Horticultural Oil

Pest Control Using Horticultural Oil

Horticultural oil is a great alternative to pesticides and can be just as effective! This oil is either petroleum or vegetable-based and are used to rid insects and other pests from plants. Natural oil is an organic way to kill insects from pests without harming the plants or larger animals which may come into contact with the area. This type of pest control first came into popularity with fruit trees, where the area could be treated for specific pests without damaging the fruit or harming the good insects, such as bees and butterflies which are necessary for pollinating the trees.

Using Horticultural Oil

Horticultural oil basically works by suffocating many varieties of adult insects and penetrating the eggs to prevent young insects from emerging. Some other types of insects, such as aphids, will merely be unable to feed from the plants but will not necessarily die from the oil itself. Because the main trait of this oil is to smother insects, humans and larger animals do not suffer from its presence.

To make up your own batch of horticultural oil, you will need to decide which oil you want to use. This oil has to be diluted using water and sometimes other agents in order for it to make a good spray. A generic recipe includes using one cup of vegetable oil and a tablespoon of dish soap to make the “special solution”. Two tablespoons of the special solution should be added to two cups of water. Double this as needed. Pour the oil mixture into a spray bottle and you’re ready to go.

Before you go to town on your plants, it is important to understand a few things about horticultural oil. Even though it is generally safe for plants, it is always a good idea to do a test run on the plants you intend to treat. You can do this by spraying one leaf on each type of plant. Check on it after three days to see whether any damage has occurred. If the plant appears to be fine, then it’s a safe bet that the oil mixture is okay to use. If the leaf looks like it has been burned or seems to be dying, DO NOT use the oil on that particular plant or try a different oil mixture. If the plant does not have a reaction to the oil, go ahead and spray the insects near the plant. You must spray the insects themselves with the oil because they have to come in contact with it. The oil lands on the insect and clogs its pores, resulting in suffocation. Thus, the more oil that the insect comes into contact with—the better!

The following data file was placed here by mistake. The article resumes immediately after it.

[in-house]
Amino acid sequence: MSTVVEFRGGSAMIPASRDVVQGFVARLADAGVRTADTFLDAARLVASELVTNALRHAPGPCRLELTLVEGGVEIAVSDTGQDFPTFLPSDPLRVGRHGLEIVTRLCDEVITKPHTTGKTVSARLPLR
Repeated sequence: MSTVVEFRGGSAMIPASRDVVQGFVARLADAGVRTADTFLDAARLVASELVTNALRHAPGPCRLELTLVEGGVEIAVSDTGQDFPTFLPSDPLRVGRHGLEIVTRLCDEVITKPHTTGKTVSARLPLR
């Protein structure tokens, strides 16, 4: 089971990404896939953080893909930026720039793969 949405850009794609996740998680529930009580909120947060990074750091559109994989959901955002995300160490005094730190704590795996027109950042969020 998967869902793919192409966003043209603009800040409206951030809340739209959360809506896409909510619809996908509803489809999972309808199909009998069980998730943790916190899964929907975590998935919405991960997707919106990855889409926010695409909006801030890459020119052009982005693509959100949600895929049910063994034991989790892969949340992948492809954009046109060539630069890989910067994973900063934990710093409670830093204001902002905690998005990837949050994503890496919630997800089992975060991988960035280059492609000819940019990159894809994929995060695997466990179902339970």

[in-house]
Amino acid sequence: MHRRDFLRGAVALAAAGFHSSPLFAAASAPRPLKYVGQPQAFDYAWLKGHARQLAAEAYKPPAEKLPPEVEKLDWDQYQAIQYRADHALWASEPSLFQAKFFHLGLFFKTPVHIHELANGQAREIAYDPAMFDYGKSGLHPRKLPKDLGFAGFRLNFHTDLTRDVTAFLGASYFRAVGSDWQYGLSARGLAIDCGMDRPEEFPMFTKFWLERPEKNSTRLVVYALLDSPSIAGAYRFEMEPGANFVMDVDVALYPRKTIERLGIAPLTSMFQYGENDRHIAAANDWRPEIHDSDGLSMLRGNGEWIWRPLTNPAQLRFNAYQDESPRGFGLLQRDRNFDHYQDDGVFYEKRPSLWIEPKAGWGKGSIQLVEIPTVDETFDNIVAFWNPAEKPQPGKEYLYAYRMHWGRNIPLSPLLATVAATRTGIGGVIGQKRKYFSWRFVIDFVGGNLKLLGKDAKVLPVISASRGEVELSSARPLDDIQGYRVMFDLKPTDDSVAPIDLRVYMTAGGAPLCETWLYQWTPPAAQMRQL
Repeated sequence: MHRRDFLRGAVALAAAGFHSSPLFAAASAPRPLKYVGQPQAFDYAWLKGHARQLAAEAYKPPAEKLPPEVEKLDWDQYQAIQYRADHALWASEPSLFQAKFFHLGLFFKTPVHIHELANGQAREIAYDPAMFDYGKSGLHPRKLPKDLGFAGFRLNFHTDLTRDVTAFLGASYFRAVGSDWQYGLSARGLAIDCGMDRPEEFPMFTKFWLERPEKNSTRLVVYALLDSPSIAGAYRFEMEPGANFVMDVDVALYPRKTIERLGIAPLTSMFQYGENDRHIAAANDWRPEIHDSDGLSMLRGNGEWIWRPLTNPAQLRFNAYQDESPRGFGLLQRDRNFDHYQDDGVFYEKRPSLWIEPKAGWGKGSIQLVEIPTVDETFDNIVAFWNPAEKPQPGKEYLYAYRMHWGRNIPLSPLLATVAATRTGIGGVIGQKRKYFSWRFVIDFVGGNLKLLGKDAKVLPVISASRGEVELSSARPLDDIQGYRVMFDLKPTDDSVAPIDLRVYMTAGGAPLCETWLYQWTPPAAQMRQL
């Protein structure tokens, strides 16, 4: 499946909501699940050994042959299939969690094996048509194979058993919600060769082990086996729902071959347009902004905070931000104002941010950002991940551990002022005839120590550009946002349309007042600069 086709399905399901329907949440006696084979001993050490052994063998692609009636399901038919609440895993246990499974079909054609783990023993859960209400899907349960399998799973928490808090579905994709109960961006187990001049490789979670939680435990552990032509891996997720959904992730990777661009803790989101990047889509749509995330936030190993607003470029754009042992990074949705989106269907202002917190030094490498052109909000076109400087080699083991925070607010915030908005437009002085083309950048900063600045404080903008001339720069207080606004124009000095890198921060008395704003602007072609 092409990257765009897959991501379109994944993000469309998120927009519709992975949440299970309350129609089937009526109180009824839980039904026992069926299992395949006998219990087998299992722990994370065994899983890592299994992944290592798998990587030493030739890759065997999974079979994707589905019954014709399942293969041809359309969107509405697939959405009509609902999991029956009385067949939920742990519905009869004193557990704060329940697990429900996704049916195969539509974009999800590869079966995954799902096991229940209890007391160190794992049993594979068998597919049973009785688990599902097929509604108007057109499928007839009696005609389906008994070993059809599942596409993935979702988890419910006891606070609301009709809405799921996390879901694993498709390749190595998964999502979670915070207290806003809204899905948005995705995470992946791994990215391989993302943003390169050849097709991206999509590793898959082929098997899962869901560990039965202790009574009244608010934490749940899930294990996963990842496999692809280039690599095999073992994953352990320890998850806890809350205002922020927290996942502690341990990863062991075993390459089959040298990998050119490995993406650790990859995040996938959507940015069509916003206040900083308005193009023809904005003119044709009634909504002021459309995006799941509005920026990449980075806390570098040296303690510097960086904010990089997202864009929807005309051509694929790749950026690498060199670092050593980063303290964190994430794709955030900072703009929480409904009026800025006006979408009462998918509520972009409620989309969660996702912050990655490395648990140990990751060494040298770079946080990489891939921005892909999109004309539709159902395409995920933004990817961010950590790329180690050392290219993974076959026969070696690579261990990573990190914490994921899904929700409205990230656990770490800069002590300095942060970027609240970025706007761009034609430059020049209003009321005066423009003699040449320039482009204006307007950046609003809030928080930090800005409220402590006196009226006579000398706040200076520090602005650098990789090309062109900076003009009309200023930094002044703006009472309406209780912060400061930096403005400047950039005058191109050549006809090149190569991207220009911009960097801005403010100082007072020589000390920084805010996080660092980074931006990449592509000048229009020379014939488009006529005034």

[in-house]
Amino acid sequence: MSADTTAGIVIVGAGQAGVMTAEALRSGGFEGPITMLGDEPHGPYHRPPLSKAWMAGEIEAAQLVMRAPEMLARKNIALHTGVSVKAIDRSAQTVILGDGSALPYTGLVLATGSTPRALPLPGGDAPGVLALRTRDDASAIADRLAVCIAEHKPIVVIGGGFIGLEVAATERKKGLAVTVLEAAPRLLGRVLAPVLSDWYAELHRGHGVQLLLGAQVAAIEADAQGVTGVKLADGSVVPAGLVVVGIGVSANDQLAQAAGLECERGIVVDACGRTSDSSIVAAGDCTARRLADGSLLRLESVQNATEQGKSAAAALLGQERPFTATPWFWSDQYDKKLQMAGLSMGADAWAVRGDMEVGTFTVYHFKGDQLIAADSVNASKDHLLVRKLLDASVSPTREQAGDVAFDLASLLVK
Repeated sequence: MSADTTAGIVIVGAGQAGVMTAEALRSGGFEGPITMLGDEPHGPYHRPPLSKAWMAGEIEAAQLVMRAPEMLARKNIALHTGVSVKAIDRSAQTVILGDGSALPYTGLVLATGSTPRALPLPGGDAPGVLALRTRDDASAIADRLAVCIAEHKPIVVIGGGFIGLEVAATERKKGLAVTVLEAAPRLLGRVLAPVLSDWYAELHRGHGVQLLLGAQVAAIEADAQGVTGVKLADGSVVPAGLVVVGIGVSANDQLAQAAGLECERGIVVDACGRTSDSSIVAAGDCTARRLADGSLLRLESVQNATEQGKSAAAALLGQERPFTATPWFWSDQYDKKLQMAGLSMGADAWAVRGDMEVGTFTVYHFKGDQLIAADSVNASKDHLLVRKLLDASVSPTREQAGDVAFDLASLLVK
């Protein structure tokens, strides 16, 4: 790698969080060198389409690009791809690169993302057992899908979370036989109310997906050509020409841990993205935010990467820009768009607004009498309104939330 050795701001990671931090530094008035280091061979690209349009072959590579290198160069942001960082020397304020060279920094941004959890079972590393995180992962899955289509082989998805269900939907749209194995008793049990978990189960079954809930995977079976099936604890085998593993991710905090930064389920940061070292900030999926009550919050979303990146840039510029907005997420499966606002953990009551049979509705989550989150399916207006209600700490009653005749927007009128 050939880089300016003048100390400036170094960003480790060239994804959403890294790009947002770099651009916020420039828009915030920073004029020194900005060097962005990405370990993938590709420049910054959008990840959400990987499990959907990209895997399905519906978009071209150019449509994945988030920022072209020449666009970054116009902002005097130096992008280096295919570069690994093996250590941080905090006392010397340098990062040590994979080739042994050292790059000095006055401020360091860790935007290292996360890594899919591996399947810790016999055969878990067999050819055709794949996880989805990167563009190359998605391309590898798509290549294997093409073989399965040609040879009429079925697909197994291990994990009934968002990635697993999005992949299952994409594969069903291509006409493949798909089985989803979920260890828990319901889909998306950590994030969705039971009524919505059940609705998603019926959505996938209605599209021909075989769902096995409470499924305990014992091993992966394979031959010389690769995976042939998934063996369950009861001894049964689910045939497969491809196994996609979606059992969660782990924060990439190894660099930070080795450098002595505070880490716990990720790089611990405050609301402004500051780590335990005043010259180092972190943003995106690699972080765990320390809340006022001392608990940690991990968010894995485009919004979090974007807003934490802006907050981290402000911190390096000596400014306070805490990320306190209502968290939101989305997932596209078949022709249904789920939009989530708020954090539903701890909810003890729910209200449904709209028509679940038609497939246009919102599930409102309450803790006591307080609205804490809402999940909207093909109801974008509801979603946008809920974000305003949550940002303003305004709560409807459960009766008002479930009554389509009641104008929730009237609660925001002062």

When Horticultural Oil Should Not Be Used…

This oil is great when used correctly, but there are certain instances when it could do more harm than good. When the temperature outdoors becomes very hot—around 100 degrees F—the oil could intensify the sun’s heat. This can be especially harmful to plants that are already suffering from the sun’s heat or those which are predisposed to suffer during a drought. You should also avoid using horticultural oil during rainy weather, which can slow down the evaporation process. An area where a pesticide containing sulfur has been previously used should be given at least a month before the oil is applied, as the combination of sulfur and oil can be toxic to many plants. And finally, avoid using this oil mixture when the outdoor temperature is freezing, as this could make it difficult for the spray to spread evenly.